Bruce Goldish playing guitar at the Santa Barbara Courthouse. (March 16, 2015)
Paul Wellman

The first time was on a whim. Bruce Goldish happened to have his nylon string guitar and small amp with him when he parked on the second floor of the city garage next to Marshalls. (At the time it was Borders.) He looked at the concrete above and below and thought to himself, “I bet this would sound awesome in here, and I bet I can get away with it for at least ten minutes before they stop me.” He was right on both counts — for 11 years.

Every so often, usually at night, Goldish’s music — a mixture of furious fingerpicking and rhythmic harmonics — would echo out of the parking garage and glide over the sidewalk below. Passersby would tilt their heads up and smile at the unexpected splash of acoustic color along the carefully manicured State Street corridor. Next to an upturned hat and a few CDs for sale was his “Guest Book” full of handwritten notes that read: “Beautiful on a Sunday evening. Like being serenaded by the moon,” “You add to the magic of this city,” and, “It’s been a difficult time for us. What a sweet surprise to discover you here.”

Earlier this month, Goldish played his last show in Lot 9. A parking employee he’d never seen before — “not the friendly regular attendants,” he said — took it upon himself for reasons unclear to enforce the city code that technically forbids such unsanctioned performances. City officials and police more often than not allow busker types to do their thing unhassled — unless there’s a complaint. “It only takes one,” said Goldish.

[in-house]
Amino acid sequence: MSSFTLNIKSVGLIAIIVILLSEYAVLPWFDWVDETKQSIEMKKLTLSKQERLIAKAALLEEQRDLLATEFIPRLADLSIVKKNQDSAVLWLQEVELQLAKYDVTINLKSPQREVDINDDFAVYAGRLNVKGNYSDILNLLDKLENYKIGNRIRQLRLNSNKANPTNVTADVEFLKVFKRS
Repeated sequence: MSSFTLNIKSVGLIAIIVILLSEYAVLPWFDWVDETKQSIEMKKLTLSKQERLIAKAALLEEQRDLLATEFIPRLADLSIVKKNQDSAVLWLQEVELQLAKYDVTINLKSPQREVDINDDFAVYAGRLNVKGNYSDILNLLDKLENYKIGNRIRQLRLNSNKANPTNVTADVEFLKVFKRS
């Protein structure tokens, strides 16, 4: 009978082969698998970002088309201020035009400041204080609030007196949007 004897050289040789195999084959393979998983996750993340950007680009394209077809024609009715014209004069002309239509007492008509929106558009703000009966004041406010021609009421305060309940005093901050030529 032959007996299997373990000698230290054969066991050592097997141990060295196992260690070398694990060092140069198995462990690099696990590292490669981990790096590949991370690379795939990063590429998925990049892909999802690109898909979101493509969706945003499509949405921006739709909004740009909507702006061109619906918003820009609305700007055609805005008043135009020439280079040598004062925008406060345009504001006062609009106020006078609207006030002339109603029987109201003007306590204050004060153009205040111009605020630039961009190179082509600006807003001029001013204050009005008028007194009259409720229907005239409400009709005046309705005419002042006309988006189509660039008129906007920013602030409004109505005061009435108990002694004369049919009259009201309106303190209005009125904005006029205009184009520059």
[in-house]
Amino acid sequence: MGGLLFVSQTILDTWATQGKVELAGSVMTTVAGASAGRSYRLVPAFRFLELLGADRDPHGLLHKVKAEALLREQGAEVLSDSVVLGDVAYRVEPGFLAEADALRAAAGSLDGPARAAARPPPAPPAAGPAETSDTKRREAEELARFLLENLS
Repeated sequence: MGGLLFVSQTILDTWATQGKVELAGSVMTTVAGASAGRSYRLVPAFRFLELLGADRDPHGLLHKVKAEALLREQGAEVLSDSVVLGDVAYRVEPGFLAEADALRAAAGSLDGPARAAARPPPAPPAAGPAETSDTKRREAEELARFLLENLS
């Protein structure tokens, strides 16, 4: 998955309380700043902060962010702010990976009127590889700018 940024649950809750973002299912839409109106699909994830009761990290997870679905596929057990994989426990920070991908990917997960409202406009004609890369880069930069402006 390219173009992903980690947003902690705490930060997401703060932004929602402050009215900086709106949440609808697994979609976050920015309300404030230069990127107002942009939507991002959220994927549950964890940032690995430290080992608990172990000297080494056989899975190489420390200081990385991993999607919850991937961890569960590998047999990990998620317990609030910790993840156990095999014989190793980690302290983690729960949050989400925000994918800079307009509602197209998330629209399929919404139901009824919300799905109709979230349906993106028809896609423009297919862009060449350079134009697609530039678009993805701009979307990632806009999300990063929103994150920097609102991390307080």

The parking employee told Goldish in late February that he would notify the police every time he saw him in the garage. The employee, said Goldish, admitted he hadn’t received any complaints himself, but he failed to offer an explanation for his crackdown. “He seemed to take my presence personally,” said Goldish, a registered nurse in Cottage Hospital’s intensive care unit. “And sadly, [he] was raising his voice, aggressively enforcing, right in front of this nice young couple and their little girl who’d stopped to listen.”

Two weeks later on March 6, police officers approached Goldish in the garage and reluctantly told him he had to leave. They shook his hand, said they’d been fans for years, and hoped he could work something out with city staff. Three days later, Goldish spoke with a parking supervisor, who wouldn’t budge. “Bottom line,” Goldish explained, “he said I’m finished. … But I have no idea why [he] decided to put the hammer down this time.”

Goldish said he always made sure no one blocked traffic when they stopped to listen, he would sometimes pay for people’s parking fees when they forgot their wallet, and he on occasion gave first aid to street people and late night partiers. Relations between him and the city were always cordial. In 2006, he was invited to play at the grand opening of the Granada Garage. “I just don’t get it,” he said.